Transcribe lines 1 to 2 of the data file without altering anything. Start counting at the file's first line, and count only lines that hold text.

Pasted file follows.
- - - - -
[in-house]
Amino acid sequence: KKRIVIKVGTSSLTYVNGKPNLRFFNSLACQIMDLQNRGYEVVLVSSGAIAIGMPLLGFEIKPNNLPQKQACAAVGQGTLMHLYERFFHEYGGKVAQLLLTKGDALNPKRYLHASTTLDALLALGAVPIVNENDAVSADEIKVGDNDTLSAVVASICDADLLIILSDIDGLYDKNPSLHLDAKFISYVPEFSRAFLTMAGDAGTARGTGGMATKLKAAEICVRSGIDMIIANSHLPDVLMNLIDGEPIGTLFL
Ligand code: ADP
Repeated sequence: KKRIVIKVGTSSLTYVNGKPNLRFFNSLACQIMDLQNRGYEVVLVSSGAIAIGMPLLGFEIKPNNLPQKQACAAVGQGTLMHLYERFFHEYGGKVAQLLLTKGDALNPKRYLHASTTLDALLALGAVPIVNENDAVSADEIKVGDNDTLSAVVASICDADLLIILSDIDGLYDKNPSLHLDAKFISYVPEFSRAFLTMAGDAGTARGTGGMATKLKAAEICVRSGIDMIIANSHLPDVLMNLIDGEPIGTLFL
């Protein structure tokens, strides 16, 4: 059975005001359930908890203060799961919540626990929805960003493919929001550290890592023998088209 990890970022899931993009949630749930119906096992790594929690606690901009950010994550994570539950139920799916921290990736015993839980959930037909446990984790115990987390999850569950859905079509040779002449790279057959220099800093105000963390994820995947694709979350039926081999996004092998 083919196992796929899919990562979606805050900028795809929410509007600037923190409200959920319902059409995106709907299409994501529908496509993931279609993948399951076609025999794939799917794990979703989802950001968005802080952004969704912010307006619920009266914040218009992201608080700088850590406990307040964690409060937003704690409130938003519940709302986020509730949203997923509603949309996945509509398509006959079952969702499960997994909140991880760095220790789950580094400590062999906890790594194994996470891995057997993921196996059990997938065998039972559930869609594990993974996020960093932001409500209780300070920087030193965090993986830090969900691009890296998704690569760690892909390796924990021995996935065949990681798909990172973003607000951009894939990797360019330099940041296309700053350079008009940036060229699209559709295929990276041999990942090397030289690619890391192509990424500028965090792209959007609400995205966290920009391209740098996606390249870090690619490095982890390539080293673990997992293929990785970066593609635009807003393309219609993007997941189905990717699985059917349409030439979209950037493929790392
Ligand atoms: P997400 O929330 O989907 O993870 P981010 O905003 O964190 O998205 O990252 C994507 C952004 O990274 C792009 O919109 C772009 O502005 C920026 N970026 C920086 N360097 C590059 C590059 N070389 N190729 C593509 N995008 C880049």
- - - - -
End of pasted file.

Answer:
[in-house]
Amino acid sequence: KKRIVIKVGTSSLTYVNGKPNLRFFNSLACQIMDLQNRGYEVVLVSSGAIAIGMPLLGFEIKPNNLPQKQACAAVGQGTLMHLYERFFHEYGGKVAQLLLTKGDALNPKRYLHASTTLDALLALGAVPIVNENDAVSADEIKVGDNDTLSAVVASICDADLLIILSDIDGLYDKNPSLHLDAKFISYVPEFSRAFLTMAGDAGTARGTGGMATKLKAAEICVRSGIDMIIANSHLPDVLMNLIDGEPIGTLFL